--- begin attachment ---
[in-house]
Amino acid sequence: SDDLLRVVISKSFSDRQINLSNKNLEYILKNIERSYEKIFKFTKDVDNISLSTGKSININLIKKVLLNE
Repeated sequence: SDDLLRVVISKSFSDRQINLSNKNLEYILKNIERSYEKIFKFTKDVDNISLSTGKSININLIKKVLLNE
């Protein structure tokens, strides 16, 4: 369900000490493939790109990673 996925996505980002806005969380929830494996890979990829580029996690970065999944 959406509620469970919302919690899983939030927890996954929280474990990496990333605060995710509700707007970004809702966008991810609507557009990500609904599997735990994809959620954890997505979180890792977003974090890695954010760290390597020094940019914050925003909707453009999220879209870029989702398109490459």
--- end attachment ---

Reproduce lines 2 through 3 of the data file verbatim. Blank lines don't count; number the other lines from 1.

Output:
Amino acid sequence: SDDLLRVVISKSFSDRQINLSNKNLEYILKNIERSYEKIFKFTKDVDNISLSTGKSININLIKKVLLNE
Repeated sequence: SDDLLRVVISKSFSDRQINLSNKNLEYILKNIERSYEKIFKFTKDVDNISLSTGKSININLIKKVLLNE